The Conservative cap-and-trade plan: The same, but different, but still the same

by Aaron Wherry

The Prime Minister’s director of communications tries, in an exchange of tweets with Postmedia’s Michael Den Tandt, to explain the difference between the cap-and-trade system the NDP is proposing and the cap-and-trade system the Conservatives used to advocate for: specifically, why the Conservatives describe one as a “tax” when the other apparently wasn’t.

show me where we plan to raise 21.5 billion in revenue in our platform or Throne Speech

the NDP books 21.5 in gov’t revenue from plan. 2008 platform had no gov’t revenue associated with it. Not in 2011 platform or SFT

no revenue to gov’t. The NDP plan does – hence the tax

no, it’s a tax because the gov’t wld get the $. But, if you prefer, we’ll call it $ the NDP gov’t wld extract from Canadians.

At the risk of plagiarizing myself, I’ll again note that this argument about government revenue is irrelevant. At least so far as the Conservatives are concerned. As I have explained at various points, the reference to revenue is, by the government’s own logic, a red herring. The Conservatives have said that, in their present opinion, anything that establishes a price on carbon is a carbon tax. By this logic, it simply does not matter whether that price results in public revenue or private revenue.

If the Conservatives ever previously publicly and categorically renounced the idea of deriving government revenue from a cap-and-trade system, I’ve yet to see evidence of it. (For whatever it’s worth, the American cap-and-trade legislation that Canada would have conceivably partnered with would have resulted in government revenue from the auctioning of permits.) But when John Baird was championing his government intention’s to establish a price on carbon in 2008, he said that industries would pay into a “technology fund.” Here are the details of that proposed fund. Does that count as government revenue?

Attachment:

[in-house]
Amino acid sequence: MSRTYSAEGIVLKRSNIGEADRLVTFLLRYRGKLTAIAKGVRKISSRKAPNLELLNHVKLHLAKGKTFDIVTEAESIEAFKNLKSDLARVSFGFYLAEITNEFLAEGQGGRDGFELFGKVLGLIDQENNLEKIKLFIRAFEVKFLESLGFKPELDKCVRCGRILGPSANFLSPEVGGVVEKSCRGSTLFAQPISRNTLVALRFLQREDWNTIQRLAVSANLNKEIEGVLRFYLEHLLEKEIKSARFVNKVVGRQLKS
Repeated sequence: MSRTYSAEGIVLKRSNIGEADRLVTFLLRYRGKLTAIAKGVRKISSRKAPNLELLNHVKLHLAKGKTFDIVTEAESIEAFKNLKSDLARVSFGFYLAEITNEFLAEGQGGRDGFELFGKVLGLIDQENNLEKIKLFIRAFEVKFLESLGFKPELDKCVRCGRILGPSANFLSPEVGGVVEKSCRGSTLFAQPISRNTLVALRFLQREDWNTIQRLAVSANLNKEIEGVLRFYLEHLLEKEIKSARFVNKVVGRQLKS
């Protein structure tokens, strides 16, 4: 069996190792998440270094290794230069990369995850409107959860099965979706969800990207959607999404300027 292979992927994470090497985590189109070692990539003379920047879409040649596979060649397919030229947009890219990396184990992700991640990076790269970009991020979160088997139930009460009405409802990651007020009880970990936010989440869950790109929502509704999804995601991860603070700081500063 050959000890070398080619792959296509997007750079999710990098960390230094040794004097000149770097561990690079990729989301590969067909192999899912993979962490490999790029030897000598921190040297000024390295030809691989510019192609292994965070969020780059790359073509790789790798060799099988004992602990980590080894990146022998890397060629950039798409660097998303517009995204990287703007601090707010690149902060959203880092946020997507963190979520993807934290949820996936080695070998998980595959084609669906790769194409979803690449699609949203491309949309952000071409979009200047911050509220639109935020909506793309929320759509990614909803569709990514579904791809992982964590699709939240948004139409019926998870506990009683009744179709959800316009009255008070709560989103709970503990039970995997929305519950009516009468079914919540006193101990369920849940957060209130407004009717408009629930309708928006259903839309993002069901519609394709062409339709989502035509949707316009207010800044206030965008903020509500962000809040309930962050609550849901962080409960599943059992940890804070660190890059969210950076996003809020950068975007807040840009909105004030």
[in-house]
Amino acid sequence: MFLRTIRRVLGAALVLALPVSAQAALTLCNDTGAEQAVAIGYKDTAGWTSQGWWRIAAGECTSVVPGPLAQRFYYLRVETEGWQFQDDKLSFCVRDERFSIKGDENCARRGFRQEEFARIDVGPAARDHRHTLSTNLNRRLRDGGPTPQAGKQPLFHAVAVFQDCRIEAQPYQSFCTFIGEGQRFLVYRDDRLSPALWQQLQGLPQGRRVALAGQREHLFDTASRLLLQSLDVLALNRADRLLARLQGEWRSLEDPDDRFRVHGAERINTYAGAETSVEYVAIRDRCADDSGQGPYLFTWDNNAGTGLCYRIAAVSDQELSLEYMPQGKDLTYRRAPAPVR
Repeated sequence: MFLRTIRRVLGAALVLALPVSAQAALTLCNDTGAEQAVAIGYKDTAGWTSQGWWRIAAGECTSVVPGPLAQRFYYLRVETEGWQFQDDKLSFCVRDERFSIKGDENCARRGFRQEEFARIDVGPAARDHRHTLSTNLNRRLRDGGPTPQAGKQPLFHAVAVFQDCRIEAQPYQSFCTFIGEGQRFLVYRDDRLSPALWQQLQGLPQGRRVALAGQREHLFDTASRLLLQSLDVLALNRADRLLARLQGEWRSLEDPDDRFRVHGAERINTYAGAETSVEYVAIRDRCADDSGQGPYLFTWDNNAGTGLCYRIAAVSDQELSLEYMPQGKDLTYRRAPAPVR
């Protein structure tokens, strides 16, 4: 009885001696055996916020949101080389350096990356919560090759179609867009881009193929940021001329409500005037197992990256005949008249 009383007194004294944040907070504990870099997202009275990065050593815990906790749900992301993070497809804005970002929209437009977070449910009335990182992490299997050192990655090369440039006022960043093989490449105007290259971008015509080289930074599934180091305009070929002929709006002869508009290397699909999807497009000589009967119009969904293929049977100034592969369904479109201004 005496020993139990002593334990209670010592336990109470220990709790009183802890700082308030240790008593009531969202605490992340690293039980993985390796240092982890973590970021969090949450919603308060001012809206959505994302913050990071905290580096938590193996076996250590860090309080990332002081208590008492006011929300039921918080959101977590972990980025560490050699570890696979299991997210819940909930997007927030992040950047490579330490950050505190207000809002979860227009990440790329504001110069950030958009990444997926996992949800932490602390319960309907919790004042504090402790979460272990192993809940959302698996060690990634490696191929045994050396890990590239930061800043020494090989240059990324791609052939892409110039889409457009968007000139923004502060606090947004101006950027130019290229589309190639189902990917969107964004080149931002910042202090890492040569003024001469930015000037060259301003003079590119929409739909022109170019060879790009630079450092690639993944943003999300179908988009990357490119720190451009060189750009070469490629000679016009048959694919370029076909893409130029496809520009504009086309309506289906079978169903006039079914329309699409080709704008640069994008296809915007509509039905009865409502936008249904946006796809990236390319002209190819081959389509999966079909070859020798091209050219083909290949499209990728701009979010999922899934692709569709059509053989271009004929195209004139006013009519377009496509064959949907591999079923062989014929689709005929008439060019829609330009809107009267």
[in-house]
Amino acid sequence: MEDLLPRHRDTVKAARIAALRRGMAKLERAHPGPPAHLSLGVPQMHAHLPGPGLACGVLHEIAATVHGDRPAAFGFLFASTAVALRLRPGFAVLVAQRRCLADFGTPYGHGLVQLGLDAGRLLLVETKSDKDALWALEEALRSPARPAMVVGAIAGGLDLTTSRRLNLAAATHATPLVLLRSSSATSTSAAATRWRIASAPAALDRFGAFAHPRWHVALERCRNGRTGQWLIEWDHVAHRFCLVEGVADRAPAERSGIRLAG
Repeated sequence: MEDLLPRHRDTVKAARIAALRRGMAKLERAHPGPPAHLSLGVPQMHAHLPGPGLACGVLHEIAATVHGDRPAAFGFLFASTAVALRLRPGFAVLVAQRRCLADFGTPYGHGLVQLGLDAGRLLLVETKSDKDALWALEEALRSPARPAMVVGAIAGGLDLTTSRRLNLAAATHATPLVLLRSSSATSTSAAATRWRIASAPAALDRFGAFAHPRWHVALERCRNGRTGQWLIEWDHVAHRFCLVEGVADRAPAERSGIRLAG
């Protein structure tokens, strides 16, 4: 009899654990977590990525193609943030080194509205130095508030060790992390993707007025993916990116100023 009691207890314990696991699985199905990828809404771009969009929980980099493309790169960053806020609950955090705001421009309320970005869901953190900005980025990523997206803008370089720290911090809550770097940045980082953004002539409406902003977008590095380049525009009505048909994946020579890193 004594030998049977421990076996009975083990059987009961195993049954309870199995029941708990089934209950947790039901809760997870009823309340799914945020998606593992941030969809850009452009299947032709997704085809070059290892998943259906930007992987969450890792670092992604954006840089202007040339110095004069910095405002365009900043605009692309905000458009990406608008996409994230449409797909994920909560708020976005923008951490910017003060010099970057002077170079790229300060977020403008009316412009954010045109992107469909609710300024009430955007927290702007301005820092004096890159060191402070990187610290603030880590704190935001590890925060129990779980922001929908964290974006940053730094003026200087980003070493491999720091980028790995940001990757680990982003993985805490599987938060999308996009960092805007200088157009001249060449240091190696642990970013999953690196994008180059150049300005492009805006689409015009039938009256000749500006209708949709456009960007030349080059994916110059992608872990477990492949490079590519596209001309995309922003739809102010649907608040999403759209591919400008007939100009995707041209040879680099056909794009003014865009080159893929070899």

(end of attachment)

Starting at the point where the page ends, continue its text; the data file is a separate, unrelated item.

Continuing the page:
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The Conservative cap-and-trade plan: The same, but different, but still the same

  1. The Cons need to explain to me how revenue extracted from its hapless victims for the purpose of sustaining a technology fund (their plan) would kill fewer families than revenue extracted for the purpose of increasing government revenues (the alleged scheme of the evil, conniving NDP).

  2. “The Conservatives have said that, in their present opinion, anything
    that establishes a price on carbon is a carbon tax. By this logic, it
    simply does not matter whether that price results in public revenue or
    private revenue.”

    To further add to the lunacy, the CPC is right in their logic, but not in the way they intend or want it to be understood. As folks like SG have taken the time to point out, even something that appears not to book revenue [ including current regulatory plans] will in fact be passed on to consumers as a defacto price on carbon. What’s more giving the permits away amounts to a tax giveaway to industry.

    The real icing on the cake is that i have yet to hear the NDP back off from their ridiculous assertion that it is possible to punish big polluters without passing costs on in the form of a price on carbon.

    Must be something they put in the HoC’s water.

  3. So really, the choice is a FEE for permits (as in, not a tax, but EXACTLY the same result, otherwise known as playing cutesy with the English language), or a subsidy to big business by way of freely giving away permits to buddies. Hmmm. So with the NDP plan I get to take big business subsidies off the table, and everything else remains the same. That’s a real easy decision to make if those are my only two choices.

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